Friday, April 07, 2006

Young man, are you listening to me? I said, young man, what do you want to be?

As a kid my whole concept of government was one part "Schoolhouse Rock" and and one part Norman Rockwell. When I first started to "get" the concept of Congress, elected representatives from all parts of the country, I pictured a place where Eskimos, native Americans and businessmen all met to hammer out the people's business and pass our nation's laws. Since I saw America as made up of people of men and women of all races, finacial backgrounds, shapes and sizes I assumed Congress, as a micro-representation of our society, would be the same.

I know, I know. I was a naive little bastard.

When I was older and in college and really started reading up on the history of our government I was surprised to find out that in the past there had been fights on the floor of Congress and duels over disagreements between Representatives. I found this strangely appealing. Not the part where people actually got hurt, I wasn't pining for any more Alexander Hamiltons. I was attracted by the concept that once upon a time those that were elected to office actually cared passionately about the issues before them. Passionately enough to physically fight for them if necessary. To risk life and limb.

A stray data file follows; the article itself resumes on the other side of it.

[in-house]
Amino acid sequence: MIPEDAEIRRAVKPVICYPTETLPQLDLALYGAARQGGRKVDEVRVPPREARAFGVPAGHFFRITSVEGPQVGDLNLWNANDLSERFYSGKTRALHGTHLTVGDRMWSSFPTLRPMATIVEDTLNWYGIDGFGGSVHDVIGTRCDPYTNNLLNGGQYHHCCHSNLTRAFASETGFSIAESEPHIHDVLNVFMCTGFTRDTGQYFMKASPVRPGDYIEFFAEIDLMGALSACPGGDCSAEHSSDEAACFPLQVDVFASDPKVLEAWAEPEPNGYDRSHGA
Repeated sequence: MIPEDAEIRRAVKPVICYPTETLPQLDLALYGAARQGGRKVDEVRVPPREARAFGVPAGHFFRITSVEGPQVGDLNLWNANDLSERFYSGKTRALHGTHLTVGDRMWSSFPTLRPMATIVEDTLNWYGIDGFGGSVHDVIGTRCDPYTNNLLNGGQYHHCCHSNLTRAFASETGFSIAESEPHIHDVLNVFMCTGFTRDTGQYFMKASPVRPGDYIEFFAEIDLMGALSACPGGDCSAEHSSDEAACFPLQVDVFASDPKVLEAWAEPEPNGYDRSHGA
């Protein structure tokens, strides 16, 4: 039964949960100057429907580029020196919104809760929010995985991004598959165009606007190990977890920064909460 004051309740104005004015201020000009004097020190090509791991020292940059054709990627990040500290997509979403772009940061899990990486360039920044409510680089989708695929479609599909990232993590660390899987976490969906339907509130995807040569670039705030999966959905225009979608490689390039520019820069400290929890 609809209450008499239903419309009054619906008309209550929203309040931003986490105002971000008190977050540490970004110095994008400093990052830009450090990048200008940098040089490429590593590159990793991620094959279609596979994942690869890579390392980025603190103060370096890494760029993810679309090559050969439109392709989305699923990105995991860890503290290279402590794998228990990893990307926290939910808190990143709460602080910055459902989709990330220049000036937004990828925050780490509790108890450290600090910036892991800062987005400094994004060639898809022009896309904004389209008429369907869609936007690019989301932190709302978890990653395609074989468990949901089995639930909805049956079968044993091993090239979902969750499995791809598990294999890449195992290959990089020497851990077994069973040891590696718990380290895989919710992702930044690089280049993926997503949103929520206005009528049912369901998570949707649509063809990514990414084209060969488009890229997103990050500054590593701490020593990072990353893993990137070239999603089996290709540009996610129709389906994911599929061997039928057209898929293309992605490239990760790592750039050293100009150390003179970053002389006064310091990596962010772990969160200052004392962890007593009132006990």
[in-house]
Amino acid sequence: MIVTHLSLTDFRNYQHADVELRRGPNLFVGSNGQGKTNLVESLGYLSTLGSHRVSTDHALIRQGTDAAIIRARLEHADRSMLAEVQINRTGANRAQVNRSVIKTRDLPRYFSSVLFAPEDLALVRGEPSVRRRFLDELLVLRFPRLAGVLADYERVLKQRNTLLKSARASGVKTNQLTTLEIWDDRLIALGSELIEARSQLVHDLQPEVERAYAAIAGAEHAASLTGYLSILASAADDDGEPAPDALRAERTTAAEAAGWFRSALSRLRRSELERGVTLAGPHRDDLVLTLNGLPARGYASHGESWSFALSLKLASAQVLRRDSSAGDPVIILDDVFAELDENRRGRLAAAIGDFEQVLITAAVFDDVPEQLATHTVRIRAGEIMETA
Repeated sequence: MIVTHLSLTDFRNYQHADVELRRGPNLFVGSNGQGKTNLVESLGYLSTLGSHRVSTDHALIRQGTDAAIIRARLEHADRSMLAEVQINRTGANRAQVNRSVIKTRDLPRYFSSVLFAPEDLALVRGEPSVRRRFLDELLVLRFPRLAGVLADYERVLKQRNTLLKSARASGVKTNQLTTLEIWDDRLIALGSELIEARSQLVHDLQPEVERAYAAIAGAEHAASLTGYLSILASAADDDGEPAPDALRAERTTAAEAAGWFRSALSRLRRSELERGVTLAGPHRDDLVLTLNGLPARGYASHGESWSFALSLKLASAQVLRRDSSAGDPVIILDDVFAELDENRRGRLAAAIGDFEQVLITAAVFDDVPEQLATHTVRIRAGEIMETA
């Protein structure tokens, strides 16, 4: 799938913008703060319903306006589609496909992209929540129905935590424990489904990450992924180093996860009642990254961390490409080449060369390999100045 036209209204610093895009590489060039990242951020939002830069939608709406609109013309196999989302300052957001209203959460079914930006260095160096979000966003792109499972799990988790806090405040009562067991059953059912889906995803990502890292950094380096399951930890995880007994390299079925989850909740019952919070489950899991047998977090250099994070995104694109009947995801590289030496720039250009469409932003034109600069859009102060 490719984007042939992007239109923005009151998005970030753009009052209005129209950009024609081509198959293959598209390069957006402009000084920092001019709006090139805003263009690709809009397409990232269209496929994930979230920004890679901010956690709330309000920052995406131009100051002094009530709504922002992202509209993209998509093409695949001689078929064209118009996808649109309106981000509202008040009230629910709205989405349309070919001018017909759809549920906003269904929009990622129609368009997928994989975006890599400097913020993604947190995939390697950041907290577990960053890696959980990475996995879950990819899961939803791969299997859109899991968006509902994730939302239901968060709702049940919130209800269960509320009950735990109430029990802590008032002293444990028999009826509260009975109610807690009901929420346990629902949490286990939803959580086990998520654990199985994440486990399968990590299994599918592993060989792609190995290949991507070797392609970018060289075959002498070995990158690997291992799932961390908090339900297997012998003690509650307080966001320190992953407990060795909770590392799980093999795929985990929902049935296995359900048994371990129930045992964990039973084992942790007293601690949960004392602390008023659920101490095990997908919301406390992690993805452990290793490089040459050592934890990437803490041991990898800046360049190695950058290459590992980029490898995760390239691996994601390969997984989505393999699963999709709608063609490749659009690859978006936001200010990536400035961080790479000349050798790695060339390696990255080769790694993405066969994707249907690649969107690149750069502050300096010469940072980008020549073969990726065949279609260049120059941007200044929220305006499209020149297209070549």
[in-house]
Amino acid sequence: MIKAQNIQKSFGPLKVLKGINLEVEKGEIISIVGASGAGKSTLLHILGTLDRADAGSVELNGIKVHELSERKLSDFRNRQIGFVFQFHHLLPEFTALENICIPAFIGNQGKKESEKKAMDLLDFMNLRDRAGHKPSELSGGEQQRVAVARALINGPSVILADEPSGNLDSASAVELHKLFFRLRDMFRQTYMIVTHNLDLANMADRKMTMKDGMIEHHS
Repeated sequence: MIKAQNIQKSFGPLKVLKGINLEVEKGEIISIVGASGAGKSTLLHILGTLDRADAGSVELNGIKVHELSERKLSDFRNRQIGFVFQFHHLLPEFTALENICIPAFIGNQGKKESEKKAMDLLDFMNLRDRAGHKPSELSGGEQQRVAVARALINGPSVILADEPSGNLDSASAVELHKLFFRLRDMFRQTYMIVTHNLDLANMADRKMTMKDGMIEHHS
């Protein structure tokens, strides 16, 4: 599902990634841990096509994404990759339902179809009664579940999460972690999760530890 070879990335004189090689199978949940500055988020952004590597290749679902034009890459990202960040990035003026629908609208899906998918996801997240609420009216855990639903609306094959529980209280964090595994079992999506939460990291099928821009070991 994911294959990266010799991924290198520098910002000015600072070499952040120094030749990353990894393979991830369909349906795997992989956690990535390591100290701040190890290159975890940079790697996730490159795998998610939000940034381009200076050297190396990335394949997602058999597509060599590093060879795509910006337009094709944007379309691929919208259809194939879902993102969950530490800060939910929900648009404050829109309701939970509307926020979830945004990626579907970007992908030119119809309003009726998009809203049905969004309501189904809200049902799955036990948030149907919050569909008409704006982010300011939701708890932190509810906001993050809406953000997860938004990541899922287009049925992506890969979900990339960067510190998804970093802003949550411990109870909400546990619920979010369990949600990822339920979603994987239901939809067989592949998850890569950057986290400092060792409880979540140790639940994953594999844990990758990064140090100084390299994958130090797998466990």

I know Cynthia McKinney can come off a little crazy in interviews. There's a certain "boy who cried wolf" aspect to her charges of racism and the timing wasn't the best as it gave the Republicans an issue to jump on. As if they really needed an issue to jump on. If they got nothin' they just make stuff up. War on Christmas, anyone?

But I can't help but wonder if Congress might actually be a little better off with twenty more Cynthia McKinneys. Because from where I sit she looks a lot more like the country I live in than Tom DeLay or Dennis Hastert. And nobody can say she's not passionate.


Don Snabulus said...

I know the kind of people Jospeh is talking about whose kneejerk reaction is calling racism instead of taking personal responsibility, but I think this situation is different.

Congresspeople are not supposed to be required to use the security checkpoint like everyone else and there are only a couple of black women in Congress to memorize the faces of. It is hard to see this not being racism; partially because of the incident itself, but moreso because of the time afterward when she was called Crazy Bitch on and Welfare Ho and so forth by people we realize are wingnuts, but are also mouthpieces for America. Tertiarily, it doesn't appear to happen to anyone else.